“In the presence of God and of Christ Jesus, who will judge the living and the dead, and in view of his appearing and his kingdom, I give you this charge: Preach the Word; be prepared in season and out of season; correct, rebuke and encourage—with great patience and careful instruction” (1 Timothy 4:1-2 NIV).
How do you feel right now? Are you in season, where things are going well and the horizon is bright and sunny? Or does it seem that you are out of season—that things could be better, life more robust, problems less challenging, and relationships more sturdy?
I once heard a speaker say that “facts are pesky things.” At the time he was disabusing the audience of “opinions” we held on effective marketing programs he believed were unsupported by the “facts.” If “facts” are pesky, feelings are more so—they can be downright overwhelming.
I come home from work and my wife asks, “How was your day?” I am always torn between answering how the day felt to me as opposed to how much was actually accomplished in it. She is the same way when I query back to her. In human interaction, feelings carry great weight. Facts are, after all, without emotion; hard and cold, facts are a binary switch that is either yes or no, on or off, right or wrong. People, not so much. If I answer my wife with a feeling about how the day went it is a fact that any response from her about the “facts” is not helpful. And if I, a lummox about most “feelings” anyway, feel worse or misunderstood when facts are presented to me rather than messages of hope, heaven help her when I recite fact after fact after fact about just how well her day went with our homeschooled children, the management of the household, and the achievement of goals and objectives desired and sought after by her.
Feelings are like a giant battery. If we feel good, we have boundless energy, confidence, and enthusiasm. If we feel down, energy dissipates, confidence wanes, and alternatives are viewed pessimistically. Such a fact about feelings is important to know and remember; feelings are the lenses through which we interpret facts.
But facts really are pesky things. And if we can return to them, feelings can be brought out into the open and given great attention in a fashion that brings both comfort and energy.
Paul, in writing to his protégé Timothy, admonished him to do his job “in season and out of season.” We also must do our jobs in season and out of season. The old Patsy Cline song to stop the world and let me get off is nonsense. And if you are a leader—in your business, in your family, in your church, in your community, in your life—you must lead in season and out of season.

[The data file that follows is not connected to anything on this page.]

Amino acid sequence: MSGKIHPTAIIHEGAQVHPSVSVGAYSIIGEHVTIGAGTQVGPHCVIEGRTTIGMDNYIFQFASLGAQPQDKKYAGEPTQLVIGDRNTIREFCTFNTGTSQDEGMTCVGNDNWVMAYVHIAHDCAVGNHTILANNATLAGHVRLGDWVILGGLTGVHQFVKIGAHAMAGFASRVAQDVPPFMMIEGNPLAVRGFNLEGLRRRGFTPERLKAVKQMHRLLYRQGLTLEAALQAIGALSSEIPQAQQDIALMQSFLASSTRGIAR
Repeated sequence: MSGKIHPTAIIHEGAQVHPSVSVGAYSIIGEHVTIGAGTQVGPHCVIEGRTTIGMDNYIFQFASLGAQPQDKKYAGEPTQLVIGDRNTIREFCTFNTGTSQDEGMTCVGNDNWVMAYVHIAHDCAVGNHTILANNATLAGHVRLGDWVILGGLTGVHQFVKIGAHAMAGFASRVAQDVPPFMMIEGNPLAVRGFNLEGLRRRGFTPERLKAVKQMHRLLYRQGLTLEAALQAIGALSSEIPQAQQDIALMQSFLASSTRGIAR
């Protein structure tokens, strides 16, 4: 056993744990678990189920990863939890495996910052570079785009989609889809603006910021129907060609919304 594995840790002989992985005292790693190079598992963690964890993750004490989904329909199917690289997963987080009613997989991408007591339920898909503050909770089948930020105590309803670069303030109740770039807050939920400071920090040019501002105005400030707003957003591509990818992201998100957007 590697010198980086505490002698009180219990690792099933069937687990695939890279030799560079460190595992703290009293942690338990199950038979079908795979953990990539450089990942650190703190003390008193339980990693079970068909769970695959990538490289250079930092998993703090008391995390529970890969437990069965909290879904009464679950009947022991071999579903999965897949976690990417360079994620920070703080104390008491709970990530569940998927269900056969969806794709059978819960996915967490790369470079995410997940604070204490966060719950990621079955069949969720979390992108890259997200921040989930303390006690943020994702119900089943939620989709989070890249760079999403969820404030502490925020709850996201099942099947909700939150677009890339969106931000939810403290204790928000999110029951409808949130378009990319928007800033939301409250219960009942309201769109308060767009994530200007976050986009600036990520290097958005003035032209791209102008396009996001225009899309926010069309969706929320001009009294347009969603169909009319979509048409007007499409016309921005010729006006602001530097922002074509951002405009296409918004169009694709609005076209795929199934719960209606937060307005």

So, how do you feel, right now? Could you use a little factual “pick-me-up?”
Many organizations require employees to wear particular uniforms while at work. Sometimes the uniforms are for the protection of the employee as much as for identification with the employer’s business. As Christians, and particularly as Christian leaders, we also have a uniform designed for our protection. If we wear it, we will remember facts that replace negative feelings with feelings of hope and encouragement, even in difficult circumstances.
The Apostle Paul described this Christian uniform in Ephesians 6:11-18 using as a metaphor a Roman soldier’s uniform—belt of truth, shoes fitted for peace, breastplate of righteousness, helmet of salvation, shield of faith, and sword of truth. Each article of the uniform is important, but chief among them is the belt of truth, for by remembering the truths of our faith and our God, we can rightly discern how to interpret our feelings; we can acknowledge our feelings but not submit to them.
What are some truths about our God that we should remember daily? He is omniscient, omnipresent, all-powerful, sovereign, creator, self-sustaining, life-giving, trustworthy, true, good, merciful, just, always working to bring about all that He desires, full of love and never far from His children. Of this we can be certain: God is not apart from us. Jesus said “I am the vine, you are the branches” (John 15:5). Christians are part of God’s family, but closer than family—we are part of the body of Christ.
Paul’s admonishment of Timothy to preach in season and out of season is remarkable since Timothy was a minister of Jesus, instructed by Paul, fully equipped to proclaim the message, an eye-witness to the remarkable work of Paul and the growth of Christianity in spite of all its enemies. Yet Paul knew that even Timothy would have bad days, where feelings as well as circumstances would not be in his favor. In those days, Timothy would have to call upon his memory of God’s awesome power and mercy, His loving-kindness and goodness, to restore his feelings of hope. We are no different.
“And hope does not put us to shame, because God’s love has been poured out into our hearts through the Holy Spirit, who has been given to us” (Romans 5:5 NIV).
If you are out of season, remember that God stands with you and for you. Be encouraged, full of hope, and lift up your countenance. Spring is just around the corner.